The Year of Moving Forward

The Year of Moving Forward
At our 4 person wedding reception in DC

Wednesday, September 19, 2007

The Do Nothing Council of Bessemer

My prognosticating ability is lacking. First of all, the feds reduced the key interest rate by .5% rather than .25%, so I was wrong, and the markets soared.

Second, Elvira Kidd was allowed to speak in pre-council, when the mayor let her use some of his time. She got all the points of the Bessemer Neighborhood Association across, even going as far as letting Dorothy Davidson know that she lied to her on the phone when she told Elvira we did not have a water contract with Alabaster. Elvira has witnesses in her office.

So since I missed those two, does that mean Alan Keyes will be elected as well?

But here is the rest of the story of the city council meeting. Pre-pre-council there were protesters on the street in front of city hall, carrying signs about the water deal and about the obstructionist councilors. At 9:00 the protesters with their signs moved into the conference room where pre-council occurs.

In addition to Elvira speaking, the mayor had some words to say when the subject of the water bonds came up. Seems the obstuctionists had come up with a new resolution, which Ms. Davidson claimed had only a couple of changes from the mayor's proposal. When questioned by councilor Earl Cochran about who wrote the proposal, it turns out that Mr. Harris, the "council's attorney" wrote it. At whose instruction? Some councilors is what Mr. Harris said. He later said it was at Ms. Davidson's request when it was realized that a breach of ethics might be the case if it gets out that the councilors met without notifiying all the other council members and without the meeting being open to the public. Oops. Ms. Davidson denies there was any meeting..says she just did this on her own.

Shortly after this was when the mayor said he didn't think Dorothy Davidson had the ability to come up with a resolution, and this resulted in finger wagging by the Council President at the mayor, and he apologized (after getting his point across).

The mayor pointed out several major differences in the two competing bond resolutions, and things moved on and we went to council, awaiting the showdown.

Items 10, 11, 12 and 13 were ordinances that, in order to be acted on, the council had to "suspend the rules and leave the regular order of business to consider (four) ordinances. Council vote necessary." Included were the smoking ordinace, the noise ordinance and the two water bonds. (In pre-council they had already delayed the smoking ordinance till October 2, but it was still listed).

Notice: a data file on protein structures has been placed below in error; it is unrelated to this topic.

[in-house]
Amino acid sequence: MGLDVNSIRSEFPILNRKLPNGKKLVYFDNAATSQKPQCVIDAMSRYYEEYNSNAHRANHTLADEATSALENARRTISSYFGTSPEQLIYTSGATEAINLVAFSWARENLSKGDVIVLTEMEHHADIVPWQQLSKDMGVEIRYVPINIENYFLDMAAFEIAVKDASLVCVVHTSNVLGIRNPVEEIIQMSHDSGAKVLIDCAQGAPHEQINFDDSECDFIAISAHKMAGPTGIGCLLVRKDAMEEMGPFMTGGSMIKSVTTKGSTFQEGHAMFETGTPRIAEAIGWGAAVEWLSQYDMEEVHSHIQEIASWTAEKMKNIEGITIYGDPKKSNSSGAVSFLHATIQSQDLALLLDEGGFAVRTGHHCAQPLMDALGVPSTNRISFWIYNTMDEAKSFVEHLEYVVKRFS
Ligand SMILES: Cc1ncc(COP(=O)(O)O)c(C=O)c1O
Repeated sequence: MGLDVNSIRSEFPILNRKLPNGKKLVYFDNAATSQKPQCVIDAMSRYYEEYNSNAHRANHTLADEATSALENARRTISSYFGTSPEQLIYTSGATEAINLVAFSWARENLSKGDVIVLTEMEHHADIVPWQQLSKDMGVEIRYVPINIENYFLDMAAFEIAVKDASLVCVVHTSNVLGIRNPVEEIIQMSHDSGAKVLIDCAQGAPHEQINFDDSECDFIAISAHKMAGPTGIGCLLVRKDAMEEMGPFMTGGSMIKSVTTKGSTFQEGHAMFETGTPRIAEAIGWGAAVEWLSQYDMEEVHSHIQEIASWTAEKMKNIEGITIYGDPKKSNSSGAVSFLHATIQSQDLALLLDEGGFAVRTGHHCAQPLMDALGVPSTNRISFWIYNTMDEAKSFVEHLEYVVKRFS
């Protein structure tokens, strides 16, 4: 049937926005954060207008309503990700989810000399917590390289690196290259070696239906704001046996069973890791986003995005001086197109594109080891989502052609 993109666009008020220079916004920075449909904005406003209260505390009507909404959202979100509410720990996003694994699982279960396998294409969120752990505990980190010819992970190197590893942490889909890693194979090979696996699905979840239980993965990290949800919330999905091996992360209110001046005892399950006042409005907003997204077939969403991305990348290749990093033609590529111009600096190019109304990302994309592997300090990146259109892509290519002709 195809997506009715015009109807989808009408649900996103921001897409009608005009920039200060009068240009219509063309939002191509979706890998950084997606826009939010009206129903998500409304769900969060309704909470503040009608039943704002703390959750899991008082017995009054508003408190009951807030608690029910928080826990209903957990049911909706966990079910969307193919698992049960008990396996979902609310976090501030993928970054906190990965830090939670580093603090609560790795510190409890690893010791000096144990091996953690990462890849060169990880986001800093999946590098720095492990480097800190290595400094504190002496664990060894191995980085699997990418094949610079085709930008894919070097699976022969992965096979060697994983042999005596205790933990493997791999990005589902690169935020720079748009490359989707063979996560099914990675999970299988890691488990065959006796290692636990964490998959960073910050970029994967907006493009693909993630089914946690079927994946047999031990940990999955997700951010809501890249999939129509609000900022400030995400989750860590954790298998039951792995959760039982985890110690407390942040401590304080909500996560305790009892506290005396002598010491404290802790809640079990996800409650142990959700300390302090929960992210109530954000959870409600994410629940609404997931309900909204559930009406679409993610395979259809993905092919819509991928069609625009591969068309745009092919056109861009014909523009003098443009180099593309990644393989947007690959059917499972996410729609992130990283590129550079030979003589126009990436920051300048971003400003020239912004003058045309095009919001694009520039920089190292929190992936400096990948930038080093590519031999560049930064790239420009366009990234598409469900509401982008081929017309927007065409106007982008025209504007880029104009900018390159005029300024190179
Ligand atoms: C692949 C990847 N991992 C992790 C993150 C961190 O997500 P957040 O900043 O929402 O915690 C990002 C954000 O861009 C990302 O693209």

After the council addressed Item 9, (which is a "whole nother" story about how the council came this close to givng away $1 million...maybe tomorrow), someone needed to make the motion and second it to leave the regular order of business, but the motion was never made or seconded.

So the issues are dead until the next council meeting, or until the council calls a special meeting to address one or more of them. This council is sneaky, keep your ears open for a special meeting.

Neither water bond would have passed anyway. On first reading, the vote has to be unanimous, and the outcome would have been three for and three against on each. Albert Soles was absent.

The mayor mentioned the lawsuit, and a lot of people are asking me about it. It was explained in the Birmingham News this morning, in an article by Robert Gorden.

(I am at a computer at UAB that will not let me alter this good luck)
Basically the article says Gardnyr Michael Capital was the underwriter in a $13.4 million bond issue in 2003 that was used to develop Academy Drive.

They defrauded the city, the suit claims, by saying that insurance could not be obtained on the bonds, making them less valuable. Gardnyr Michael then obtained the bonds at a substantial discount, secured insurance and sold them at a much higher rate, thus guaranteeing themselves a much higher rate of return.

Gardnyr Michael capital says the suit is without merit, the mayor says his attorneys took the case on contingency, and they would not do that if they did not feel confident.

Another lawsuit may be in the works, as two men are considering the possible ethics violation referenced above. That could get interesting.


Drew said...

We need BIG turnouts at council meetings in the near future. Let's "flyer" the entire city before the next meeting!

Anonymous said...

"the mayor says his attorneys took the case on contingency, and they would not do that if they did not feel confident"

Makes sense to me. Waldrop's firm represents both the city and the mayor's chosen bond firm (Waldrop proudly boasts about having Bill Blount as a client on their website). They stand to make money from both ends if mayors plan passes successfully. Taking the case on contingeny is a crap shoot but if they are successful...hey, hey, hey.

I don't really give a crap who gets the work, it just needs to get done. The cronyism on both sides pisses me off though.